Peter Cavanaugh

God bless Harry Baker.

“Judge not, that you not be judged. For in the same way you judge others, you will be judged, and with the measure you use, it will be measured to you.” (Matthew 7:1-2).

After we moved to Oakhurst in November of 2006, I kept seeing Harry Baker’s name all over town. It was here. It was there. It was everywhere. When I started asking about him, I heard all sorts of stories. It was clear from the outset of my inquiries that here was a man of superior civic consequence. What hadn’t he done?

An honored World War II veteran and life member of the American Legion and VFW. President of the Eastern Madera County Chamber of Commerce. Eastern Madera County Man of the Year. Oakhurst Sierra Rotary Business Person of the Year. Sierra Historic Sites “Man of the Millennium.” Recipient of the Oakhurst Area Chamber of Commerce Lifetime Award. A member of the Madera County Board of Supervisors for twelve years. Yosemite High School’s first board president. I’m skimming highlights.

Harry Baker’s involvement with charitable endeavors is similarly impressive. He gave us Oakhurst Community Park, brought an ambulance service to town, was responsible for our annual community Christmas tree, led the way to establishing Yosemite High School and was immensely supportive of such area endeavors as The Elks Lodge and Sierra Historic Sites, including Fresno Flats.

Harry Baker’s entrepreneurial genius and stunning triumphs with Sierra Tel are nothing short of breathtaking by any measure, taking a tiny rural phone company and guiding it to a position of major industrial prominence serving tens of thousands with state of the art technology, moving into the future with brilliant leadership and focused determination. With rare exception, his employees loved him. I’ve spoken with many.

I was delighted when I saw Harry Baker’s passing headlined in our Sierra Star with the words, “Philanthropist Harry Baker dies in Fresno” – for -- of the many qualities he represented, Mr. Baker surely should best be remember by future generations for his remarkably generous contributions in time and treasure to the advancement of this community. I write this even though I solemnly promised to never again refer to him as “Mr. Baker.”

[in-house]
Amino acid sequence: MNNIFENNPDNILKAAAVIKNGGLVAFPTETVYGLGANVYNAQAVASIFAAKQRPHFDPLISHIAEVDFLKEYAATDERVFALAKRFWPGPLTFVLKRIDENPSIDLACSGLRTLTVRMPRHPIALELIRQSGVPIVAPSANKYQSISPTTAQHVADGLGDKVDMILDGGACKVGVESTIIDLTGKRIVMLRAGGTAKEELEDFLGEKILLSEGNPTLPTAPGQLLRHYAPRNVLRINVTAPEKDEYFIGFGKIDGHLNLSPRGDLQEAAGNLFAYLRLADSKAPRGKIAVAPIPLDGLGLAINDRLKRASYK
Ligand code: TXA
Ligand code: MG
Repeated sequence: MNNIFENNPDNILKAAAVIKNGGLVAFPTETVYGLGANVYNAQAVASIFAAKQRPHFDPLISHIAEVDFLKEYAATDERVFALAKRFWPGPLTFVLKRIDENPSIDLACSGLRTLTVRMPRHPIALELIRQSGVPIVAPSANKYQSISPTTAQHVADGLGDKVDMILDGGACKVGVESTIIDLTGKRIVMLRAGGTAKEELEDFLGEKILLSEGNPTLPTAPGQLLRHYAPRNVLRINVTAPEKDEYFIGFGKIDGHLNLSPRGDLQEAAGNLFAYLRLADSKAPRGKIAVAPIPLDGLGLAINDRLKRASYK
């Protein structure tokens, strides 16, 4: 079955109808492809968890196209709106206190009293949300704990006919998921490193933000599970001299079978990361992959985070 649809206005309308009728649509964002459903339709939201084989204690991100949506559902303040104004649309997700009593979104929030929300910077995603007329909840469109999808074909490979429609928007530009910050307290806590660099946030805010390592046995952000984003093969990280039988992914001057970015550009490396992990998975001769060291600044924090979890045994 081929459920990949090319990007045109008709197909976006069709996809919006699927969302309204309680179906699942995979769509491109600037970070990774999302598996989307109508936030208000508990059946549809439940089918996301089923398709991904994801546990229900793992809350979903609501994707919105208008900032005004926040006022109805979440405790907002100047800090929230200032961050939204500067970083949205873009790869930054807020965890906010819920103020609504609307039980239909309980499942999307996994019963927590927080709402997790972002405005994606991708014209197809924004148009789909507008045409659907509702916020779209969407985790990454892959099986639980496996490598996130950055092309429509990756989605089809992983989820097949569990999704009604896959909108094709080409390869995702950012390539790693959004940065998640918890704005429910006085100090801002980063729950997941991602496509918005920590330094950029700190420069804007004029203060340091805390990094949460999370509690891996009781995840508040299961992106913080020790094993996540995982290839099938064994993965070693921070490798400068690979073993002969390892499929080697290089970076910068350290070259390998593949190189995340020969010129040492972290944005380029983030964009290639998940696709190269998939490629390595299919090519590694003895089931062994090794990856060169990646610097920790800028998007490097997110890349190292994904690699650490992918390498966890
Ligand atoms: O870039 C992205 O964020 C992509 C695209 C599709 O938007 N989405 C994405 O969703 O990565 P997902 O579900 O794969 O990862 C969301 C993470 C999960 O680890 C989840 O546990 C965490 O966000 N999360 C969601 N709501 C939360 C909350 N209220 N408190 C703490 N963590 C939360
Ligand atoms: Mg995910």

It was a wintry night in early 2012 when I was returning to my car in front of Von’s and saw an elderly gentleman slowly stepping through a light snowfall to his own vehicle, grocery bag held close and pronounced care taken with every measured move. We had never met, but I couldn’t help but loudly exclaim, ”Good evening, Mr. Baker.” He stopped, stared in my direction, and then proclaimed with feigned annoyance, “My name is not Mr. Baker.” Walking toward me with hand extended, he said, “My name is Harry. You call me Harry.”

So I did from that point forward, then and upon several other occasions when we would encounter each other for brief, passing, inconsequential chats as we traveled separately through time. It still seems impossible reconciling my own impressions of “Harry” and his stunning, lifetime achievements in Oakhurst with the horrid public humiliation that haunted his final years, concluding with six months of incarceration and death under guard - deserved or not.

Sordid details need not be repeated here. Suffice it to say it would seem to me that admittedly seedy, tawdry, mindless indiscretion was subsequently followed by a tragic legal miscalculation with the debatable victimizer thus turned ultimate victim. But let Harry Baker be recalled for his best, not his worst.

Goodbye, Harry. I was honored making your acquaintance. You were a great man.

“You, then, why do you judge your brother or sister? Or why do you treat them with contempt? For we will all stand before God's judgment seat.” (Romans 14:10).